It was the family home of Christopher Boardman who competed in the 1936 Summer Olympics, winning gold in sailing. As gold medallist he was presented with an oak sapling which he planted at How Hill. His younger brother, Humphrey, rowed in the double sculls at the 1928 Olympic games and won double gold at the 1930 British Empire Games. Their father, Edward Thomas Boardman, was a Norwich architect, and their mother, Florence, was a daughter of J J Colman of the Colman's Mustard family.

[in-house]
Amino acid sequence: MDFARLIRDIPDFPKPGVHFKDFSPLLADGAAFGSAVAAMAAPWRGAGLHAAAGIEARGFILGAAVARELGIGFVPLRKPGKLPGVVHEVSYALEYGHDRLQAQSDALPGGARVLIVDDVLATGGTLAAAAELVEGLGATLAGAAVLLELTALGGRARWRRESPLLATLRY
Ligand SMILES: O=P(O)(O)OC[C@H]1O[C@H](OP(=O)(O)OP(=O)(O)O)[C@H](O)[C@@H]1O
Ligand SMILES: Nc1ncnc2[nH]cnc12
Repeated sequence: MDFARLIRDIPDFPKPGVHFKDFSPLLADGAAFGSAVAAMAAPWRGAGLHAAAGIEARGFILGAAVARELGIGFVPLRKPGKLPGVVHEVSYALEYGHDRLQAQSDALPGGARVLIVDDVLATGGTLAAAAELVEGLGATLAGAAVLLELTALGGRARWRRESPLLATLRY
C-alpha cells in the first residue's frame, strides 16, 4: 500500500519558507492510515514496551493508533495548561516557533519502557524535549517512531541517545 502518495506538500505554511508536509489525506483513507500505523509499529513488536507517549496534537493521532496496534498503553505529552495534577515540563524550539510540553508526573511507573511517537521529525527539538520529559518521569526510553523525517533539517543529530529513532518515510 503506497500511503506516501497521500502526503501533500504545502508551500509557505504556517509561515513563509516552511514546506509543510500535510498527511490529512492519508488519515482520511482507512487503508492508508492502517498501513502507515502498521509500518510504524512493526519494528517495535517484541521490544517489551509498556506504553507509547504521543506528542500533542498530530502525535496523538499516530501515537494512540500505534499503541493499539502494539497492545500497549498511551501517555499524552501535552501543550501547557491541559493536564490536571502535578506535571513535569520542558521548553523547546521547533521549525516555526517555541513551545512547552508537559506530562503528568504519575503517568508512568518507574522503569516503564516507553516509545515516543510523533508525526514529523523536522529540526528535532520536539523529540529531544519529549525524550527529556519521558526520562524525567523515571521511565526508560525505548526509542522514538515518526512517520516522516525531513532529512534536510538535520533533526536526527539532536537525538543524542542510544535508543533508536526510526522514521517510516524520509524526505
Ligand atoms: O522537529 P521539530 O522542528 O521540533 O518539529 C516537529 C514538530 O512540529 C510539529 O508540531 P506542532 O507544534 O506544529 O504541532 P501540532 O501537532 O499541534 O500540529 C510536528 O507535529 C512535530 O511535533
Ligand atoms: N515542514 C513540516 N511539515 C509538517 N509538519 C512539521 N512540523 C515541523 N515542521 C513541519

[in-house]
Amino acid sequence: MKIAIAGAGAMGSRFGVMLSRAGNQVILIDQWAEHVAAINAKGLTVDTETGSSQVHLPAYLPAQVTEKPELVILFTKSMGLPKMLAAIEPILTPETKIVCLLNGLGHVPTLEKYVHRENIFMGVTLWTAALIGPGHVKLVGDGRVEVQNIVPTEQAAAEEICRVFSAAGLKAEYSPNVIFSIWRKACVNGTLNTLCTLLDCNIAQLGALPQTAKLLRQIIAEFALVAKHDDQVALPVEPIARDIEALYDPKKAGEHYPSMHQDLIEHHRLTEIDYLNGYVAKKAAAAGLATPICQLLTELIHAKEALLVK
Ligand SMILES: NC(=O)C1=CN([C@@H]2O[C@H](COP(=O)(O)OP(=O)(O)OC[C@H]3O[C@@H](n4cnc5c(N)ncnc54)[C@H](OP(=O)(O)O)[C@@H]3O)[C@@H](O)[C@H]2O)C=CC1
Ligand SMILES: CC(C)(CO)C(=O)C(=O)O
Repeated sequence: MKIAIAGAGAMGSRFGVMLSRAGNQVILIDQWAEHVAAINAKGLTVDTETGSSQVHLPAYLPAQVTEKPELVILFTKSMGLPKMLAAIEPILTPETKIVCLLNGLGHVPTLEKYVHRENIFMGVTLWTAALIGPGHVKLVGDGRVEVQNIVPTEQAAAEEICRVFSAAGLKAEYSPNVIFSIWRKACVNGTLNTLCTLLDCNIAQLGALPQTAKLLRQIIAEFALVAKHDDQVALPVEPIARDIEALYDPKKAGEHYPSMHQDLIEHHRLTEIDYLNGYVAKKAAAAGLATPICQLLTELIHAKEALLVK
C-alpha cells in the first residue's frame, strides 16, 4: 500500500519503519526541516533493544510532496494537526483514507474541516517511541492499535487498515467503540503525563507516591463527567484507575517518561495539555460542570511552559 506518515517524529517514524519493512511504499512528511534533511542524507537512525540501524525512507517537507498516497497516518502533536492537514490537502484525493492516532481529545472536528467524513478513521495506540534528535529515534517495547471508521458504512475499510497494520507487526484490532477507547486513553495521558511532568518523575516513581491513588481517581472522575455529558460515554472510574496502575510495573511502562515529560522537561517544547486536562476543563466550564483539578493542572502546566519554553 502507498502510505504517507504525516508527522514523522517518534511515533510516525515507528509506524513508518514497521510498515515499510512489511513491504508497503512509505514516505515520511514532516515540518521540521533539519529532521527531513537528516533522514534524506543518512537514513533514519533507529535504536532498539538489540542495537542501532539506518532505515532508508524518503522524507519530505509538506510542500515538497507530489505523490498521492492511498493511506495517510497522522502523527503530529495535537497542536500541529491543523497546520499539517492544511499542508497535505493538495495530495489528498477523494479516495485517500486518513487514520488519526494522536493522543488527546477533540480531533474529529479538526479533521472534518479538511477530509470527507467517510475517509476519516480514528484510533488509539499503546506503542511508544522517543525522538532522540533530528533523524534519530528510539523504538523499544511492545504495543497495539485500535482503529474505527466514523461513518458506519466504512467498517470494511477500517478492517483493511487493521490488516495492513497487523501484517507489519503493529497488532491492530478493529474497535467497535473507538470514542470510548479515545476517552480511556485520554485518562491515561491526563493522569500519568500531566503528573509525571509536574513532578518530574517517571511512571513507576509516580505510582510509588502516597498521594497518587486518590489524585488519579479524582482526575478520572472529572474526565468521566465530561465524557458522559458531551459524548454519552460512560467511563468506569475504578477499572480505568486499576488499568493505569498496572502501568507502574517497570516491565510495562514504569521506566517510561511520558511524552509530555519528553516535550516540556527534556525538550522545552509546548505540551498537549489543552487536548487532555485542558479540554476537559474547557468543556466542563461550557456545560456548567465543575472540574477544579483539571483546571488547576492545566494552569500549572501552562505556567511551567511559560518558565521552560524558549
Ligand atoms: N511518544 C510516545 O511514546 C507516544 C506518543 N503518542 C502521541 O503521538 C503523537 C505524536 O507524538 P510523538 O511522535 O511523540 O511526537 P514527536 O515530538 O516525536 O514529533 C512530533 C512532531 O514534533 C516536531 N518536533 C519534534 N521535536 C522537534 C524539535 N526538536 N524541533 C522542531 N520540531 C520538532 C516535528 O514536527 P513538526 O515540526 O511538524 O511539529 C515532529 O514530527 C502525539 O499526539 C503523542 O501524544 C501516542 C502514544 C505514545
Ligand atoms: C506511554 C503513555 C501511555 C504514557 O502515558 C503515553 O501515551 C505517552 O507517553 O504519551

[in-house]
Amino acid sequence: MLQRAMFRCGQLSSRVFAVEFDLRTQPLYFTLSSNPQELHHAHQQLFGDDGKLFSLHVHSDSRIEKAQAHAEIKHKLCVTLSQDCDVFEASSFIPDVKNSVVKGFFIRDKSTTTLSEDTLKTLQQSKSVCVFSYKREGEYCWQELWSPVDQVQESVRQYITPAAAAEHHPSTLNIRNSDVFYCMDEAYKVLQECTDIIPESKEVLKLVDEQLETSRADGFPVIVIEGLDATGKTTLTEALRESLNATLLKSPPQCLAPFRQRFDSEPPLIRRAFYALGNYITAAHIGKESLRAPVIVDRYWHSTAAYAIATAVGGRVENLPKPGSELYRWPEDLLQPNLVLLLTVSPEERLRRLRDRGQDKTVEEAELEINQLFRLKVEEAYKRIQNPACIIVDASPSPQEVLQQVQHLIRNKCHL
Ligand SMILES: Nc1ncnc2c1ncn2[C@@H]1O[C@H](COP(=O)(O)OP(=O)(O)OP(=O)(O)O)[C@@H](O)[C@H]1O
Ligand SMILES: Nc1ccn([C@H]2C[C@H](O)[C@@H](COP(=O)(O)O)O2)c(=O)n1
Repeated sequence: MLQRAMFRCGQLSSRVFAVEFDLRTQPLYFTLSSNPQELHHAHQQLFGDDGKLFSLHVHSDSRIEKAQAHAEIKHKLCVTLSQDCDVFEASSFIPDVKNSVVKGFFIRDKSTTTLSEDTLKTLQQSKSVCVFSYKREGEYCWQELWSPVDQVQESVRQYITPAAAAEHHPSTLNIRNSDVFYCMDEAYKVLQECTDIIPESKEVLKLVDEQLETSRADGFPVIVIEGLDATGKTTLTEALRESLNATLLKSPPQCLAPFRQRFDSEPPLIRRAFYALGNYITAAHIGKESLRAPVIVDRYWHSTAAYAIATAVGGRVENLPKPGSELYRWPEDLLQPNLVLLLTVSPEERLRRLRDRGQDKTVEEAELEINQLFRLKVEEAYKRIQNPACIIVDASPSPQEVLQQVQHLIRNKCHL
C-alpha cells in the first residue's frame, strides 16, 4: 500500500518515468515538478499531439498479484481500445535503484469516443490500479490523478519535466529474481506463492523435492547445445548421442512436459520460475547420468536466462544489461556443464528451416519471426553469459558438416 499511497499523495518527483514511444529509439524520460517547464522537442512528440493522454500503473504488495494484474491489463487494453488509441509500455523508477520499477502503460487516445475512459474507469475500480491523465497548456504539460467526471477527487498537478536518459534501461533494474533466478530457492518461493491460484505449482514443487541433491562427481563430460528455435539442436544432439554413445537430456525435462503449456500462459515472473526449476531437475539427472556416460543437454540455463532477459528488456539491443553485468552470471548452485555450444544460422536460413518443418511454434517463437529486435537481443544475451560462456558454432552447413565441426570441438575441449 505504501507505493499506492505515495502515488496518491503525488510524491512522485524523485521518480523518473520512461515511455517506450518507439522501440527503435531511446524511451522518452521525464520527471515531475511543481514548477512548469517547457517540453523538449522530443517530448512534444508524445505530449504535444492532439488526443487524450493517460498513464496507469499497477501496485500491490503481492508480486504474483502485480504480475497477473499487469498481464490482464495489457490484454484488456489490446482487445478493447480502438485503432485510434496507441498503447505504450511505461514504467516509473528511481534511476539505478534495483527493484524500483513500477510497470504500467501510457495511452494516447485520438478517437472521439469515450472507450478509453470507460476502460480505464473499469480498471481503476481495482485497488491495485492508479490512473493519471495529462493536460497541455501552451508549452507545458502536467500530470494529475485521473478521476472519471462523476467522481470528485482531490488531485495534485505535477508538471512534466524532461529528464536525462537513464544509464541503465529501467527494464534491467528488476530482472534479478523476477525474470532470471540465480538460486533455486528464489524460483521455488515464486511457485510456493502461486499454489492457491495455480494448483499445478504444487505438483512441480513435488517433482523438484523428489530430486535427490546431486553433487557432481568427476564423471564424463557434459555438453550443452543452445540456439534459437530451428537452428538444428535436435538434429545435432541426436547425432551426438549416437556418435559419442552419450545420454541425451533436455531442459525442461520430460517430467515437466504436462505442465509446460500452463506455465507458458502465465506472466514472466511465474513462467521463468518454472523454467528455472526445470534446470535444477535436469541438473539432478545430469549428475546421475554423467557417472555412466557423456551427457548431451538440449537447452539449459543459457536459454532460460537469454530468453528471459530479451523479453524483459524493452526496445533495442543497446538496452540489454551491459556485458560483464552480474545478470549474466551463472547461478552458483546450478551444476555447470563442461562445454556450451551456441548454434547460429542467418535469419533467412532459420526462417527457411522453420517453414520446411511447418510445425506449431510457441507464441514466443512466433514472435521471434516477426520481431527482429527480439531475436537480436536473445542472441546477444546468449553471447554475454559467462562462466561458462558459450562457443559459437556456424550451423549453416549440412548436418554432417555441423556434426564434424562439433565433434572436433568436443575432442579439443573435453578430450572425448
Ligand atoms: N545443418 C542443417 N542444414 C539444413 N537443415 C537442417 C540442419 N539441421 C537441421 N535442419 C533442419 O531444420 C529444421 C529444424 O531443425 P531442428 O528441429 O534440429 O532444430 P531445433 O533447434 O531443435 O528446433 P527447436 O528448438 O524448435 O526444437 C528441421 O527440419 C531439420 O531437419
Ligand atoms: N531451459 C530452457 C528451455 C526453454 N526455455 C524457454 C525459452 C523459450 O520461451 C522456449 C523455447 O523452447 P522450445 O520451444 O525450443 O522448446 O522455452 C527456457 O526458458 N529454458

The large Edwardian building houses the Norfolk Broads Study Centre, an independent charitable organisation which runs residential environmental courses for groups of schoolchildren. The How Hill Nature Reserve is administered by the Broads Authority. The "Electric Eel" is an electric passenger boat on which visitors can take a trip through the maze of reed-fringed dykes, normally not accessible to the public.
Toad Hole Museum is a former marshman's cottage and also houses the Broads Information Centre.